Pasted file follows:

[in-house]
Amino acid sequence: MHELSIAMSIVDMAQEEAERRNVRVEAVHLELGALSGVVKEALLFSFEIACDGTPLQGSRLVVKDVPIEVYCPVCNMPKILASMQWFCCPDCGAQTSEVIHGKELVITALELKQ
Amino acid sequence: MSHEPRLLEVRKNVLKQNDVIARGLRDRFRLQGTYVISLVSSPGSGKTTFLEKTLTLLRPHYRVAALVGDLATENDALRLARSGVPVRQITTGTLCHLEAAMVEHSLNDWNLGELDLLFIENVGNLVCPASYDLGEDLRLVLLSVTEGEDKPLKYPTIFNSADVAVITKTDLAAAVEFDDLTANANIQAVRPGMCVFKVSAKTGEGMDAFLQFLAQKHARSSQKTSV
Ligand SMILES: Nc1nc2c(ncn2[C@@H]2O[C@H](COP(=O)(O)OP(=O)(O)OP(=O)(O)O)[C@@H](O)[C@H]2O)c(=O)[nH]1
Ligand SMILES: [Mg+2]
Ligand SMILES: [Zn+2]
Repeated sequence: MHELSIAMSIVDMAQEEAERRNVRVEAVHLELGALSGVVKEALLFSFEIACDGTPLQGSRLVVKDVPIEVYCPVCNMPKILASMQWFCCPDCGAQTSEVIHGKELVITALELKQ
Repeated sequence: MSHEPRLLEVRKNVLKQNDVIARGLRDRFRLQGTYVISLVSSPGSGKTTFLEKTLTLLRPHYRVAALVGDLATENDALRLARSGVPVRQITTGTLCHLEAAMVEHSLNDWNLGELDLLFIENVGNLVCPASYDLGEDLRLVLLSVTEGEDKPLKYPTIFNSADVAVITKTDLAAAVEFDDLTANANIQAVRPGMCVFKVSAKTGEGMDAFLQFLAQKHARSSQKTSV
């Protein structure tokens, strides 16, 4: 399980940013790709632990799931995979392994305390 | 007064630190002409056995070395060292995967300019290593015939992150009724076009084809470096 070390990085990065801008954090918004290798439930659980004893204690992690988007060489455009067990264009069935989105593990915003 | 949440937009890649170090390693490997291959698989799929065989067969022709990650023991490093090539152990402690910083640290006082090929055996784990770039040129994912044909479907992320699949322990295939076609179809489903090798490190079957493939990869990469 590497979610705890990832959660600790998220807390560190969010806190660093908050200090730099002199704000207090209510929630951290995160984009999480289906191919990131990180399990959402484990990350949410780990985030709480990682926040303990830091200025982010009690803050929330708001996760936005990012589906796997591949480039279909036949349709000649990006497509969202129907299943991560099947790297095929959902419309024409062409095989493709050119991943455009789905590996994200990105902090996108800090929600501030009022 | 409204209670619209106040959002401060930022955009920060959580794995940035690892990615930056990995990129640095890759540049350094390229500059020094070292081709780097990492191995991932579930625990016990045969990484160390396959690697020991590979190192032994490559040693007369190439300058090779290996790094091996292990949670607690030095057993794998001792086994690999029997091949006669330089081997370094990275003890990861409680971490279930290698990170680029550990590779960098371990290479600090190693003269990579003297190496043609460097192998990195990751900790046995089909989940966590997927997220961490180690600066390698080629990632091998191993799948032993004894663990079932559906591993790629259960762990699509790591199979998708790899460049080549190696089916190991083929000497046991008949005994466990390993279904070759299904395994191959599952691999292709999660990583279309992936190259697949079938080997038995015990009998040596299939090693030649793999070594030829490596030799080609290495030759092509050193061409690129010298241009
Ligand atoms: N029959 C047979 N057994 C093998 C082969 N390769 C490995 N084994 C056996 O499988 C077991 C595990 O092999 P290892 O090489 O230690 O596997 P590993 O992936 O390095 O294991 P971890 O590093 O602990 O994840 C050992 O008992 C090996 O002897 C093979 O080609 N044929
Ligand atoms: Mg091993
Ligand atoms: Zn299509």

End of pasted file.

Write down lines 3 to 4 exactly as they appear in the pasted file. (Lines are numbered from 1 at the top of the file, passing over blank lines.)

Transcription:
Amino acid sequence: MSHEPRLLEVRKNVLKQNDVIARGLRDRFRLQGTYVISLVSSPGSGKTTFLEKTLTLLRPHYRVAALVGDLATENDALRLARSGVPVRQITTGTLCHLEAAMVEHSLNDWNLGELDLLFIENVGNLVCPASYDLGEDLRLVLLSVTEGEDKPLKYPTIFNSADVAVITKTDLAAAVEFDDLTANANIQAVRPGMCVFKVSAKTGEGMDAFLQFLAQKHARSSQKTSV
Ligand SMILES: Nc1nc2c(ncn2[C@@H]2O[C@H](COP(=O)(O)OP(=O)(O)OP(=O)(O)O)[C@@H](O)[C@H]2O)c(=O)[nH]1